Buyers like T.J. Maxx buy merchandise in bulk but brands will accept less money if it means getting a quick infusion of cash and immediately disposing of excess inventory, which can be costly to store.
On the other hand, brands may choose a higher-margin arrangement, in which they retain most of the profit on off-price goods while paying a third-party company to facilitate the sale.
Otrium, a five-year-old company based in Amsterdam, operates a marketplace where brands can sell their surplus directly to consumers, which it says offers higher margins than the wholesale market. The start-up, which has raised nearly $33 million, takes a commission on each sale and also handles order fulfilment. So far, the company operates in Europe and has plans to expand beyond.
Otrium co-founder Milan Daniels told BoF his company offers prices to sellers that are three times as much as other stock buyers.
Azani’s 260 Sample Sale operates via a similar model in major US cities, though it limits sales to a short period of time to drive hype. This year, it began offering online sample sales as well, conducting sales on its own e-commerce platform.
The resale market has emerged as a competitor to traditional off-price retailers. Prices between the two channels are competitive, and consumers today make little distinction between purchasing a used item online and shopping at Nordstrom Rack or a sample sale.
“When someone sees something they like on sale, they will check the individual SKU to see if they can get it for cheaper, and they don’t care if it’s resale,” Azani said.
Resale sites have also quietly gotten into the business of buying stock directly from brands. A few brands, including Philip Lim, use their affiliation with resale sites as a selling point. But many brands opt to sell their unsold inventory to The RealReal because it’s more discreet; customers may assume a dress was purchased and loved by a real person, not knowing it, in fact, languished on a rack before being sold in bulk.
As with conventional off-price retailers, demand is soaring from both brands and consumers.
“We’ve had more conversations with brands in the last six months than we have in our entire 20 years of business,” said Sarah Davis, chief executive of online resale shop Fashionphile.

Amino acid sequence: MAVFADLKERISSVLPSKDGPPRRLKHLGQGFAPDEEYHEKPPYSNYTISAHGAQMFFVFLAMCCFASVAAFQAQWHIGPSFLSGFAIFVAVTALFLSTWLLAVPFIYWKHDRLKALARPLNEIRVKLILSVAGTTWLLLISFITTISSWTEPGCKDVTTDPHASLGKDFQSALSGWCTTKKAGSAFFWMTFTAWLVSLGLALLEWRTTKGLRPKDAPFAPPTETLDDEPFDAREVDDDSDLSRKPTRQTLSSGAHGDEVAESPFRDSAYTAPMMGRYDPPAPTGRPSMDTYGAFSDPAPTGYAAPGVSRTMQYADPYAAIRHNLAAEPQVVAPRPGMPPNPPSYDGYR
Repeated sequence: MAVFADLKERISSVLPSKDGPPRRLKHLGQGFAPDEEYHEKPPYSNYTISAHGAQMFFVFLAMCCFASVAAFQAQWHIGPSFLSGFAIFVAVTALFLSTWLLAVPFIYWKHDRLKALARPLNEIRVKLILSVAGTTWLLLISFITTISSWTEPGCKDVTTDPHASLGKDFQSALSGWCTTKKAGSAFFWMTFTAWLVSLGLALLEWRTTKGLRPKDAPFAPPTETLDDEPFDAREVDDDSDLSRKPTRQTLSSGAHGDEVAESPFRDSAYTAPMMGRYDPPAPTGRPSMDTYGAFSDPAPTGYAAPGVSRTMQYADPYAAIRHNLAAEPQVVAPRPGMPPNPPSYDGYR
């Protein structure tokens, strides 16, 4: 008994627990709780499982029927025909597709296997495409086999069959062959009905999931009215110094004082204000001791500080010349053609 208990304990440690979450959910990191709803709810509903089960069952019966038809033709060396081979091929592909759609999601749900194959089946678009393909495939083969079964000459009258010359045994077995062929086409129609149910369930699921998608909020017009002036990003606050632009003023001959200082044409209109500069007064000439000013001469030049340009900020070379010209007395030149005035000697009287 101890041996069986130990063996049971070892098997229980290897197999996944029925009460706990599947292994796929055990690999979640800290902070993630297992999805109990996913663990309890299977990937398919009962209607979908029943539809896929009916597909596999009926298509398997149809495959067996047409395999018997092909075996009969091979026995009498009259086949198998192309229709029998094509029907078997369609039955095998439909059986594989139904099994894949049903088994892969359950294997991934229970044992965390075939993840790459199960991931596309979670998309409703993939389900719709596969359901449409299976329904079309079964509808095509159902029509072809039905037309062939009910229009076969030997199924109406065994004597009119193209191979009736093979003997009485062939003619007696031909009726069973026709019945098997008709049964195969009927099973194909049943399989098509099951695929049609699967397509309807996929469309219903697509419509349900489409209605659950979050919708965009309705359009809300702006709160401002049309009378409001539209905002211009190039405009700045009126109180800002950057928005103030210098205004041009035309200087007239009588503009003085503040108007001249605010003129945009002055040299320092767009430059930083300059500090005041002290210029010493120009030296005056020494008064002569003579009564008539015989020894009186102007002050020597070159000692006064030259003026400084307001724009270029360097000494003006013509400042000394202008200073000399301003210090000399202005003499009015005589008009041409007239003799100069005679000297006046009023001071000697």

One challenge for resale remains: the matter of profitability.
“There’s still a lot of labour involved in processing and authenticating all of these goods, and right now, most of that process is manual,” said Merriman of Bernstein. “That’s why these [resale] models haven’t made any money.”
But once they adopt technology like machine learning to automate some of this processing, she added, resale will be an even bigger contender to off-price players.
Value in Scale
Off-price chains like T.J. Maxx offer a different sort of discretion to brands. They rarely advertise that they have items from Nike or Gucci for sale, instead promising customers they will find coveted labels if they hunt through the racks. (Designer products are also virtually impossible to find in its online store, which currently make up about 2 percent of its sales.)
The biggest off-price retailers have another key advantage over their newer rivals: their vast store networks. TJX has more than 4,500 locations worldwide, and also owns Marshall’s, with about 1,000 locations in the US. Ross has about 1,500 stores in the US, while Burlington has a fleet of about 730 stores.
“If you’re a brand and you have, say 10,000 units to sell and [T.J. Maxx] has 5,000 stores, they can split up this supply so that there’s only two of that item in every store,” Merriman said. “It goes back to the treasure hunt proposition as opposed to looking like you just dumped 10,000 units onto the market.”
These large retailers also have relationships with fashion companies that go back years or even decades. And though they were forced to close their stores during the lockdowns, off-price retailers have bounced back faster. Data from retail analytics platform Placer.ai shows that year-over-year foot traffic is down about 20 percent for T.J. Maxx in June, while Macy’s has averaged at more than a 40 percent decline in the same period.
Credit: Business of Fashion – Click here to view the article